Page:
Brazos Reads: History and Horses

Picture This: A Planned Wellness Community in the Heart of Bryan College Station
March 31, 2017
The City of Bryan: The Good Life, Texas Style
March 31, 2017

By Shelbi LeMeilleur
Books By: Vickie L. Peach Wilkins

Have a Good Day & a Better Tomorrow
IMG_1646There is something fascinating about listening to the “tales of old” from our older relatives and peers. Perhaps it is a yearning for the simplicity of the times before us, or just an infatuation of a time that is so starkly different from what we are used to. In her novel “Have A Good Day & a Better Tomorrow,” Vickie L. Peach Wilkins captures this spirit through stories told by her father, Silas Peach, and other relatives.

Wilkins book is a beautiful tribute to her father and a testimony to this history of his generation and those who came before him. Not only does she provide a background for many of her ancestors, but she provides pictures of her family to help the reader connect even more to the story. While the book is written under Wilkins name, much of it was actually told by her father. She gave Silas a recorder and had him record all his stories of old. The result is a poignant collection of stories from her father, herself, and a few others. It paints a picture of a time long passed, and shows just what a hardworking man her father was.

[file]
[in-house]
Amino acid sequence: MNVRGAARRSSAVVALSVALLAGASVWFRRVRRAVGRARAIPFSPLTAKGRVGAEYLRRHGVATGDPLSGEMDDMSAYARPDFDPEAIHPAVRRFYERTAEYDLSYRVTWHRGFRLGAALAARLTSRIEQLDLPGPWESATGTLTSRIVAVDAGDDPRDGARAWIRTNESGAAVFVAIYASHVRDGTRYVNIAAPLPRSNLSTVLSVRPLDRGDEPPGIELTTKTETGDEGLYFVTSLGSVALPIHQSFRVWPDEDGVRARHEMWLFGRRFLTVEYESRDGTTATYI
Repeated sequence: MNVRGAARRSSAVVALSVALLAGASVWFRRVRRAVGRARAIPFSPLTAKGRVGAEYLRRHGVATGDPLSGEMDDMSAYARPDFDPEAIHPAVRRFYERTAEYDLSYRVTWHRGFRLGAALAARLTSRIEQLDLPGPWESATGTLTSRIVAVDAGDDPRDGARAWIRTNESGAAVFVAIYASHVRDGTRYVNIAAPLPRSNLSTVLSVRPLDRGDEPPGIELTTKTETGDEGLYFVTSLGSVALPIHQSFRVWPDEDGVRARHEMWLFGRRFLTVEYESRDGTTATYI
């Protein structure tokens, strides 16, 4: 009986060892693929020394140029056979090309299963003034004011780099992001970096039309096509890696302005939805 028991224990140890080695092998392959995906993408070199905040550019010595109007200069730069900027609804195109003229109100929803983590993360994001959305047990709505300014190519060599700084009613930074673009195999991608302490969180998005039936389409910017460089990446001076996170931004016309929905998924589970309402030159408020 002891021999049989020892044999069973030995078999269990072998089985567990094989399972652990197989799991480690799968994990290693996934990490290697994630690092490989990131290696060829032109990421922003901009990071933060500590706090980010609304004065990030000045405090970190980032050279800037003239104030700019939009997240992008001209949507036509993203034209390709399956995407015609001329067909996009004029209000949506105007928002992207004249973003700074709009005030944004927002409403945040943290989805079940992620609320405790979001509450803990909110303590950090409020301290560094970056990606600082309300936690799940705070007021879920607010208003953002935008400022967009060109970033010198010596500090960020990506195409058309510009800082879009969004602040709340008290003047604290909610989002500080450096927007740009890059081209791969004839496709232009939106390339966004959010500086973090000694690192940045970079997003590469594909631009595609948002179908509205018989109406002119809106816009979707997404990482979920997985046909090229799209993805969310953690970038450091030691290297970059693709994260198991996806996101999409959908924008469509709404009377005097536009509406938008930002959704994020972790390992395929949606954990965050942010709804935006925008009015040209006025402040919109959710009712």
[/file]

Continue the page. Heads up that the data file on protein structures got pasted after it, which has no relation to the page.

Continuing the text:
The deep-rooted history and sense of family will have you wanting to dive into your own family’s roots, revisit the family farm, and shuffle through old pictures, just as Wilkins has.

If Horses Could Talk: A Tail of Two Horses
Front CoverHave you ever wondered what was happening inside of your pet’s head? Or maybe, you’ve wondered how your pet sees certain events from their point of view. Well, that’s the premise behind Wilkin’s book “If Horses Could Talk: A Tail of Two Horses.” The book is great for young readers ready to start reading chapter books, or for any horse and animal lover.

The story, based on Wilkins own experience with her two horses, is told from the perspective of a mustang named Kia, short for Kiamichi. He tells a simple, yet intriguing story of how he came to live just outside of Bryan with his “Momma” after moving here from Oklahoma. “Momma,” who is Wilkins, trains and raises Kia, eventually getting another horse to keep Kia company. Wilkins brings a lot of humor to the book through the interactions between herself and Kia, but especially in the relationship between Kia and the new horse, Keechi. Most of the book is about the daily adventures of the two horses, and the tragedies and misfortunes they eventually face. The ending is packed with emotion, and serves as a beautiful tribute to Wilkins’ horses. If only all pets could talk…

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